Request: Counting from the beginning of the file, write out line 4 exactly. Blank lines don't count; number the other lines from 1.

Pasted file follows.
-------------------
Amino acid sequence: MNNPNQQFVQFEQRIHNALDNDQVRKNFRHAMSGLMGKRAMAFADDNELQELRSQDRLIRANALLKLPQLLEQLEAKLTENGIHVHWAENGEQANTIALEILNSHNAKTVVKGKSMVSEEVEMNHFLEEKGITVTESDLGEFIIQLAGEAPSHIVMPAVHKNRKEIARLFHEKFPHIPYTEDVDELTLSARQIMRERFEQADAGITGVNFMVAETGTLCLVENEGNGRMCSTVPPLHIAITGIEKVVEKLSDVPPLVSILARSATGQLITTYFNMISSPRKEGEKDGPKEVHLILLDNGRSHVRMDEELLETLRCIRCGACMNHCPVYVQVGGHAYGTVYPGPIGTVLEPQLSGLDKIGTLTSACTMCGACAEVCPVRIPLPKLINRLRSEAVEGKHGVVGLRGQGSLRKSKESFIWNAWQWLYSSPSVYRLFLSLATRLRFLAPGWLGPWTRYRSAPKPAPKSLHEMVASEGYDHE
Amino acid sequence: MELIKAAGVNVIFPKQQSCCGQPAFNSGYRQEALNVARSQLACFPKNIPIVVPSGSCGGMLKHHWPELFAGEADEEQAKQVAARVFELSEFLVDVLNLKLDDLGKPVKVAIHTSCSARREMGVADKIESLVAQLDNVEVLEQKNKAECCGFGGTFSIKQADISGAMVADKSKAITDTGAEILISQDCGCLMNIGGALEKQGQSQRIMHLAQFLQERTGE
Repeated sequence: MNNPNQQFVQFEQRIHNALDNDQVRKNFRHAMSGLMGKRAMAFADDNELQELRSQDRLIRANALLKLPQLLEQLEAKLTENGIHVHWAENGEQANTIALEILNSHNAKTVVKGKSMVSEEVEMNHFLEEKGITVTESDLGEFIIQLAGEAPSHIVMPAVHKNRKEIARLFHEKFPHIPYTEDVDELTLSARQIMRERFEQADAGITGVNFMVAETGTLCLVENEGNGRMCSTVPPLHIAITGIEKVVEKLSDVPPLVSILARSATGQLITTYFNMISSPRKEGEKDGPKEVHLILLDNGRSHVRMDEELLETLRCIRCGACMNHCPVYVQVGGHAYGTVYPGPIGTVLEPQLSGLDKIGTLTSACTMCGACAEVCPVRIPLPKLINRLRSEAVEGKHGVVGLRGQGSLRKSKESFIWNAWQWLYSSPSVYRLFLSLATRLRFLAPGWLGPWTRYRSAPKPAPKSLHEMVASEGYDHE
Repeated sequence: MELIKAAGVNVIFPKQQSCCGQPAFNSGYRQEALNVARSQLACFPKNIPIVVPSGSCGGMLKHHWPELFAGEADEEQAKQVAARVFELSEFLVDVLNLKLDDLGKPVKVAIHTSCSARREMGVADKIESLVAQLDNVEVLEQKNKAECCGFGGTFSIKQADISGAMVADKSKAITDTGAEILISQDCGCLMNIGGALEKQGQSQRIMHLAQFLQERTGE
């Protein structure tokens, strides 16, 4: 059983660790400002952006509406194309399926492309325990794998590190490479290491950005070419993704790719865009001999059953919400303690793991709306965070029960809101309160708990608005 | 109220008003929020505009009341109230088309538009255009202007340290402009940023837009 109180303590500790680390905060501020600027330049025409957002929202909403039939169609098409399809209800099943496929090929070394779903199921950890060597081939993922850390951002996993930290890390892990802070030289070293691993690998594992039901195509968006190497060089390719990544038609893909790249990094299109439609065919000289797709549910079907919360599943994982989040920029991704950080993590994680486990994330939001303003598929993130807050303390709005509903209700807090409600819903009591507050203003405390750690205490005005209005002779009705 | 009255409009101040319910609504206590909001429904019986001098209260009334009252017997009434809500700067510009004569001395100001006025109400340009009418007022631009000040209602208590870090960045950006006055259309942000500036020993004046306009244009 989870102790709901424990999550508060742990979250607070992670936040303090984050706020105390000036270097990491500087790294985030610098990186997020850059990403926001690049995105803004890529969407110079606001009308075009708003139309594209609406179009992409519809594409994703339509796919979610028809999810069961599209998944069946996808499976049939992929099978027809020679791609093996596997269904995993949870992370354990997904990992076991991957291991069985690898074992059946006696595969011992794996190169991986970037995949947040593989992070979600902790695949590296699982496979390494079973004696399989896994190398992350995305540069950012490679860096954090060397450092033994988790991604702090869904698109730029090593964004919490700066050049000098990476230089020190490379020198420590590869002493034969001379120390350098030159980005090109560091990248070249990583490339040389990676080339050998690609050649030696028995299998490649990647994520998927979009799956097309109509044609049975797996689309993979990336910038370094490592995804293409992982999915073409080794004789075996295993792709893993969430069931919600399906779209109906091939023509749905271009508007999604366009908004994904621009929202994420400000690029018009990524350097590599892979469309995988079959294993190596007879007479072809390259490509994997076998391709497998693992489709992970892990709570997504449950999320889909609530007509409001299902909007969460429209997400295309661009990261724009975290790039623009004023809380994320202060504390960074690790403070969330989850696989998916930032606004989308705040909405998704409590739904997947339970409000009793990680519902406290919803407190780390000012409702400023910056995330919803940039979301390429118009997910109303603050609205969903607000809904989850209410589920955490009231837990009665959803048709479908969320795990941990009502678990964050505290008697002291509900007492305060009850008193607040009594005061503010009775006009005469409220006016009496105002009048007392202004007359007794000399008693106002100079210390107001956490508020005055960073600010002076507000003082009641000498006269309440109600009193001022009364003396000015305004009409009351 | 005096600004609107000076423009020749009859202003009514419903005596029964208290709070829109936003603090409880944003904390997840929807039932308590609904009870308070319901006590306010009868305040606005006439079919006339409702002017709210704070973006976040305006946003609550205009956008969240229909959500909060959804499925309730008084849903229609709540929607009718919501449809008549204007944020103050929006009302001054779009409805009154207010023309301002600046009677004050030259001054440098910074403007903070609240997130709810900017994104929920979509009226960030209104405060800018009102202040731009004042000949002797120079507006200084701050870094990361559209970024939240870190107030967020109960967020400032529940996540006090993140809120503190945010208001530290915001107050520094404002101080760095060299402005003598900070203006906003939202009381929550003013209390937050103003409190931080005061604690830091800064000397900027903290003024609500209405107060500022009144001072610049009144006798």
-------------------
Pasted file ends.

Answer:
Repeated sequence: MELIKAAGVNVIFPKQQSCCGQPAFNSGYRQEALNVARSQLACFPKNIPIVVPSGSCGGMLKHHWPELFAGEADEEQAKQVAARVFELSEFLVDVLNLKLDDLGKPVKVAIHTSCSARREMGVADKIESLVAQLDNVEVLEQKNKAECCGFGGTFSIKQADISGAMVADKSKAITDTGAEILISQDCGCLMNIGGALEKQGQSQRIMHLAQFLQERTGE